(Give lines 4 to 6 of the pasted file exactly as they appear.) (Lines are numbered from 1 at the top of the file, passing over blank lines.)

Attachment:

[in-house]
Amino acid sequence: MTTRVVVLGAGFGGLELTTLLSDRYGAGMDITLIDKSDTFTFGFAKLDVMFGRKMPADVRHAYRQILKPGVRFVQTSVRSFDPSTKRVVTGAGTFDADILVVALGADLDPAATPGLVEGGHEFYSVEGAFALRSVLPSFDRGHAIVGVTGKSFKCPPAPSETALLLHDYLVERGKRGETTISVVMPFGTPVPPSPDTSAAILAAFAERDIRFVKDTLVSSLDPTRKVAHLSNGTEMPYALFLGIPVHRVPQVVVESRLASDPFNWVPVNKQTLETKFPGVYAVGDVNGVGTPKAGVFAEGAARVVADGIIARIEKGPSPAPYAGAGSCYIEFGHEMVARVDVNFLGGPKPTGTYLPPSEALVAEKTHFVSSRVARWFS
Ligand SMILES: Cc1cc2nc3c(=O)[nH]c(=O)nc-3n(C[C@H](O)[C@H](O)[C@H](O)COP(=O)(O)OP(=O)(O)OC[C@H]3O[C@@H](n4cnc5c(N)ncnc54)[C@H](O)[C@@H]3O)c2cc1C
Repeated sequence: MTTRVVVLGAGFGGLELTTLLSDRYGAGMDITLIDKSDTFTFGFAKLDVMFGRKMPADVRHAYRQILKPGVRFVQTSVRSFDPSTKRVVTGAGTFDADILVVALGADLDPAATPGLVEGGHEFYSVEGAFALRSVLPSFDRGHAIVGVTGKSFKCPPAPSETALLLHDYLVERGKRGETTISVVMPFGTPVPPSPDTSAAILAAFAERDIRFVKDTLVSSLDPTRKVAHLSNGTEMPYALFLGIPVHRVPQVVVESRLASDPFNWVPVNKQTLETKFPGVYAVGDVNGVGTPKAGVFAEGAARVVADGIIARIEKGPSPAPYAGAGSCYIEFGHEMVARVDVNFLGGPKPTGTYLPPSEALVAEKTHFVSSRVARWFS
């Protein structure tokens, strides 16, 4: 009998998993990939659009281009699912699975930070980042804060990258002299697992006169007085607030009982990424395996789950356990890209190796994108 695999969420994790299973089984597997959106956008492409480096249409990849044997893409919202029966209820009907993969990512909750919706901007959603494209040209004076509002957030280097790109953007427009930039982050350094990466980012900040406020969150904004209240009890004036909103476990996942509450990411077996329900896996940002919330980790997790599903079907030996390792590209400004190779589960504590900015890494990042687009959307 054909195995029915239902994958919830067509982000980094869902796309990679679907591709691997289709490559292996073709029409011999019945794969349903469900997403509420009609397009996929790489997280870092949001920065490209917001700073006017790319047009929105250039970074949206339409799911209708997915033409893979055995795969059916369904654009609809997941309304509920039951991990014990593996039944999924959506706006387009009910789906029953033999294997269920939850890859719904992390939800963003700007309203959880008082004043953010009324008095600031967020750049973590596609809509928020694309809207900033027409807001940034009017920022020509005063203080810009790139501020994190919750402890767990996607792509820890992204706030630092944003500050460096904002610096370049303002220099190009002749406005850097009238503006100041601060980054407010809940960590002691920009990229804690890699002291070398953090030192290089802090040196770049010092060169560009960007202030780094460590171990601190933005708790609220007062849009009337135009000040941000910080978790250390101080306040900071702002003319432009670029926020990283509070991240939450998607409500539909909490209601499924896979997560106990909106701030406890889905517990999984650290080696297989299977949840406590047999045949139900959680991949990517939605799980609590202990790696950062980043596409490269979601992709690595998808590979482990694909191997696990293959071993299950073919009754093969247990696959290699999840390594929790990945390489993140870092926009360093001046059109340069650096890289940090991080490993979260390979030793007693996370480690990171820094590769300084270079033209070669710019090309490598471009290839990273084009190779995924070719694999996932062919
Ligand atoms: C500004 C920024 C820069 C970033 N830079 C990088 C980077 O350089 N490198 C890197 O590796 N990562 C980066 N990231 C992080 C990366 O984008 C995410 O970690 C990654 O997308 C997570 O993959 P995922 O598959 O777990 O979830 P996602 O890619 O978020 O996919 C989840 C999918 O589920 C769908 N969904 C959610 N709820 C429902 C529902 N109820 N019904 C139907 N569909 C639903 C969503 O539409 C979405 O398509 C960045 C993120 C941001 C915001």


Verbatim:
Repeated sequence: MTTRVVVLGAGFGGLELTTLLSDRYGAGMDITLIDKSDTFTFGFAKLDVMFGRKMPADVRHAYRQILKPGVRFVQTSVRSFDPSTKRVVTGAGTFDADILVVALGADLDPAATPGLVEGGHEFYSVEGAFALRSVLPSFDRGHAIVGVTGKSFKCPPAPSETALLLHDYLVERGKRGETTISVVMPFGTPVPPSPDTSAAILAAFAERDIRFVKDTLVSSLDPTRKVAHLSNGTEMPYALFLGIPVHRVPQVVVESRLASDPFNWVPVNKQTLETKFPGVYAVGDVNGVGTPKAGVFAEGAARVVADGIIARIEKGPSPAPYAGAGSCYIEFGHEMVARVDVNFLGGPKPTGTYLPPSEALVAEKTHFVSSRVARWFS
């Protein structure tokens, strides 16, 4: 009998998993990939659009281009699912699975930070980042804060990258002299697992006169007085607030009982990424395996789950356990890209190796994108 695999969420994790299973089984597997959106956008492409480096249409990849044997893409919202029966209820009907993969990512909750919706901007959603494209040209004076509002957030280097790109953007427009930039982050350094990466980012900040406020969150904004209240009890004036909103476990996942509450990411077996329900896996940002919330980790997790599903079907030996390792590209400004190779589960504590900015890494990042687009959307 054909195995029915239902994958919830067509982000980094869902796309990679679907591709691997289709490559292996073709029409011999019945794969349903469900997403509420009609397009996929790489997280870092949001920065490209917001700073006017790319047009929105250039970074949206339409799911209708997915033409893979055995795969059916369904654009609809997941309304509920039951991990014990593996039944999924959506706006387009009910789906029953033999294997269920939850890859719904992390939800963003700007309203959880008082004043953010009324008095600031967020750049973590596609809509928020694309809207900033027409807001940034009017920022020509005063203080810009790139501020994190919750402890767990996607792509820890992204706030630092944003500050460096904002610096370049303002220099190009002749406005850097009238503006100041601060980054407010809940960590002691920009990229804690890699002291070398953090030192290089802090040196770049010092060169560009960007202030780094460590171990601190933005708790609220007062849009009337135009000040941000910080978790250390101080306040900071702002003319432009670029926020990283509070991240939450998607409500539909909490209601499924896979997560106990909106701030406890889905517990999984650290080696297989299977949840406590047999045949139900959680991949990517939605799980609590202990790696950062980043596409490269979601992709690595998808590979482990694909191997696990293959071993299950073919009754093969247990696959290699999840390594929790990945390489993140870092926009360093001046059109340069650096890289940090991080490993979260390979030793007693996370480690990171820094590769300084270079033209070669710019090309490598471009290839990273084009190779995924070719694999996932062919
Ligand atoms: C500004 C920024 C820069 C970033 N830079 C990088 C980077 O350089 N490198 C890197 O590796 N990562 C980066 N990231 C992080 C990366 O984008 C995410 O970690 C990654 O997308 C997570 O993959 P995922 O598959 O777990 O979830 P996602 O890619 O978020 O996919 C989840 C999918 O589920 C769908 N969904 C959610 N709820 C429902 C529902 N109820 N019904 C139907 N569909 C639903 C969503 O539409 C979405 O398509 C960045 C993120 C941001 C915001």